Turning 32 was not the emotional upheaval that turning 30 had been. For some reason reaching 30 signified the beginning of 'real' adulthood. Being 30 meant that I was supposed to be responsible, grown-up, and have it all figured out. Well, I've realized that life is just not like that whether your 25, 30 or 32. I'm still waiting for some major life plan to be revealed to me ~ in a vision, in a dream ~ but until that happens, I'm going to try to life as faithfully and joyfully as possible.

I did receive a validation of my youth via e-mail this week when I was invited to a gathering of young clergy. The Bishop has invited us to our Conference Retreat center for a meal and conversation. Apparently he wants to hear about our hopes, dreams and concerns. I'm glad that I still qualify as young clergy.... but considering that the average age of clergy in our Conference is something like 55, I'm not too surprised. When I began serving my first church I was 25 and most likely the youngest clergy in our conference. A first career clergy-person is pretty much an anomaly here these days, while in my Grandfather's day as a minister in the Maine Conference, it was the norm ~ and he was the exception as a second-career clergy.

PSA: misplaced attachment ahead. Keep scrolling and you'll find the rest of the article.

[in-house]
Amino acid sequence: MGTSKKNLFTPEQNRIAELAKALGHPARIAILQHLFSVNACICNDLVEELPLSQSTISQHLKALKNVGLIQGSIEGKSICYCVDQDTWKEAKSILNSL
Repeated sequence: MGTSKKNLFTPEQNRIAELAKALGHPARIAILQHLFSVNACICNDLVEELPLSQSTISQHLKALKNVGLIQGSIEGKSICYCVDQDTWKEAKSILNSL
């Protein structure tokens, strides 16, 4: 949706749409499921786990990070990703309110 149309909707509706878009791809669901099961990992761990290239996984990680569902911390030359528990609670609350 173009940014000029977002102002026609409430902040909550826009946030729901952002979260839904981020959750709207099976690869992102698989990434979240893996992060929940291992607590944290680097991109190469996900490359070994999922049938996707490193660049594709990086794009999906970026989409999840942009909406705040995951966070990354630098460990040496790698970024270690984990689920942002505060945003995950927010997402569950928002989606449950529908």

I'll let you know how the gathering goes ~ it isn't until April 17th. And at least I am still considered young in the eyes of some.... maybe that means I have a few more years to get it all figured out.

Tuesday, March 20, 2007

Taking the Stairs

While taking the stairs up to the 3rd floor of the hospital today, I got thinking more about yesterdays post. Not only are clergy work-hours long and often stressful, but they are also very sedentary. Most of my days are spent sitting at my desk, sitting in front of my computer, or sitting while visiting or counseling parishioners. No wonder our Conference faces rising health insurance costs.... as a group, we clergy are getting older and are none too healthy!